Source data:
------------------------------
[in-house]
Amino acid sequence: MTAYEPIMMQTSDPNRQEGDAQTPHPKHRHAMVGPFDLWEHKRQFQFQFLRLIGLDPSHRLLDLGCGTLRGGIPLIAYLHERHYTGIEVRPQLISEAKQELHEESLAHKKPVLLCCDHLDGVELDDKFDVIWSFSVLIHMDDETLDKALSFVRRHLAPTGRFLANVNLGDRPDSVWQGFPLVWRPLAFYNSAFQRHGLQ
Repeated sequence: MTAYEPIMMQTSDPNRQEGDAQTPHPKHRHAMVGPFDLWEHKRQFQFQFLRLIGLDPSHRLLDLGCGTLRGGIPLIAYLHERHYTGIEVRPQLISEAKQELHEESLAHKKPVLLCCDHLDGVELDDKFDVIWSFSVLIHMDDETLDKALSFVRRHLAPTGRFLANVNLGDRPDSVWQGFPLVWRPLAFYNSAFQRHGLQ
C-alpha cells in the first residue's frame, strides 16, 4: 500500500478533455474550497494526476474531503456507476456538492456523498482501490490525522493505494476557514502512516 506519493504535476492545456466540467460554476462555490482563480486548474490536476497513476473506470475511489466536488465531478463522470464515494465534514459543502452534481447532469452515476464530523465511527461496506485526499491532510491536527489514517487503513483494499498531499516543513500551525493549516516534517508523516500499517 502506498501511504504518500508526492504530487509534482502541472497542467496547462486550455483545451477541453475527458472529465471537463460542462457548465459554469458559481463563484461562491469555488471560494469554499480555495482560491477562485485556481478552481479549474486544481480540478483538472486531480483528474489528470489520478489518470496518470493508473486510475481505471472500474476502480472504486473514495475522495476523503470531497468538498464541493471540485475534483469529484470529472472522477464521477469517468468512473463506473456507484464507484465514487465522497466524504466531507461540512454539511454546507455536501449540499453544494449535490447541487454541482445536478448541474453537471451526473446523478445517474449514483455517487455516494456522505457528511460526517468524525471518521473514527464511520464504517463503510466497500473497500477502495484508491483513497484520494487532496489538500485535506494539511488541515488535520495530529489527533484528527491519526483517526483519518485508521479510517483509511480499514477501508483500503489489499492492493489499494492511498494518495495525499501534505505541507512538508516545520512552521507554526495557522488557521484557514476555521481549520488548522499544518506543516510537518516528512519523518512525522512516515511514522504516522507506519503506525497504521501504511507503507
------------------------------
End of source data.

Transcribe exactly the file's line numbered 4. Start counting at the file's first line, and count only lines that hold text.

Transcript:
C-alpha cells in the first residue's frame, strides 16, 4: 500500500478533455474550497494526476474531503456507476456538492456523498482501490490525522493505494476557514502512516 506519493504535476492545456466540467460554476462555490482563480486548474490536476497513476473506470475511489466536488465531478463522470464515494465534514459543502452534481447532469452515476464530523465511527461496506485526499491532510491536527489514517487503513483494499498531499516543513500551525493549516516534517508523516500499517 502506498501511504504518500508526492504530487509534482502541472497542467496547462486550455483545451477541453475527458472529465471537463460542462457548465459554469458559481463563484461562491469555488471560494469554499480555495482560491477562485485556481478552481479549474486544481480540478483538472486531480483528474489528470489520478489518470496518470493508473486510475481505471472500474476502480472504486473514495475522495476523503470531497468538498464541493471540485475534483469529484470529472472522477464521477469517468468512473463506473456507484464507484465514487465522497466524504466531507461540512454539511454546507455536501449540499453544494449535490447541487454541482445536478448541474453537471451526473446523478445517474449514483455517487455516494456522505457528511460526517468524525471518521473514527464511520464504517463503510466497500473497500477502495484508491483513497484520494487532496489538500485535506494539511488541515488535520495530529489527533484528527491519526483517526483519518485508521479510517483509511480499514477501508483500503489489499492492493489499494492511498494518495495525499501534505505541507512538508516545520512552521507554526495557522488557521484557514476555521481549520488548522499544518506543516510537518516528512519523518512525522512516515511514522504516522507506519503506525497504521501504511507503507